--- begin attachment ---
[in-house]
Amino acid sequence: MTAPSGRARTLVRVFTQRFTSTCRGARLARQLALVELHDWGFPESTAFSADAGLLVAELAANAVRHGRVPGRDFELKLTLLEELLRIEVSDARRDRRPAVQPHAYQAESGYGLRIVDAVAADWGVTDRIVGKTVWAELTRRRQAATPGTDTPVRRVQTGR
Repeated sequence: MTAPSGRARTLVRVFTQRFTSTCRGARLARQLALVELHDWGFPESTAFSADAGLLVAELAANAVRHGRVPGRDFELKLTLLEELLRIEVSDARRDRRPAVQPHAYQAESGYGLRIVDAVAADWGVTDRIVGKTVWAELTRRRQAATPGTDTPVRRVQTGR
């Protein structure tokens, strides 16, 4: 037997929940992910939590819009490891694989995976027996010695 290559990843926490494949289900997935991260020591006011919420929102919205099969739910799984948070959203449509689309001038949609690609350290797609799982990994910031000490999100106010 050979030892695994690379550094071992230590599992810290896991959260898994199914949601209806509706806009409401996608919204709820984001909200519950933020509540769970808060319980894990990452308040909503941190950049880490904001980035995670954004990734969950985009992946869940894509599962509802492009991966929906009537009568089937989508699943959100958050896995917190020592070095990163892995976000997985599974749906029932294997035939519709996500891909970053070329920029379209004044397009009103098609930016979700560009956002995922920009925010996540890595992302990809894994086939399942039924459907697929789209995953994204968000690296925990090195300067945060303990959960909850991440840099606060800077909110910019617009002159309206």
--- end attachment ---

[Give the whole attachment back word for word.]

[in-house]
Amino acid sequence: MTAPSGRARTLVRVFTQRFTSTCRGARLARQLALVELHDWGFPESTAFSADAGLLVAELAANAVRHGRVPGRDFELKLTLLEELLRIEVSDARRDRRPAVQPHAYQAESGYGLRIVDAVAADWGVTDRIVGKTVWAELTRRRQAATPGTDTPVRRVQTGR
Repeated sequence: MTAPSGRARTLVRVFTQRFTSTCRGARLARQLALVELHDWGFPESTAFSADAGLLVAELAANAVRHGRVPGRDFELKLTLLEELLRIEVSDARRDRRPAVQPHAYQAESGYGLRIVDAVAADWGVTDRIVGKTVWAELTRRRQAATPGTDTPVRRVQTGR
């Protein structure tokens, strides 16, 4: 037997929940992910939590819009490891694989995976027996010695 290559990843926490494949289900997935991260020591006011919420929102919205099969739910799984948070959203449509689309001038949609690609350290797609799982990994910031000490999100106010 050979030892695994690379550094071992230590599992810290896991959260898994199914949601209806509706806009409401996608919204709820984001909200519950933020509540769970808060319980894990990452308040909503941190950049880490904001980035995670954004990734969950985009992946869940894509599962509802492009991966929906009537009568089937989508699943959100958050896995917190020592070095990163892995976000997985599974749906029932294997035939519709996500891909970053070329920029379209004044397009009103098609930016979700560009956002995922920009925010996540890595992302990809894994086939399942039924459907697929789209995953994204968000690296925990090195300067945060303990959960909850991440840099606060800077909110910019617009002159309206």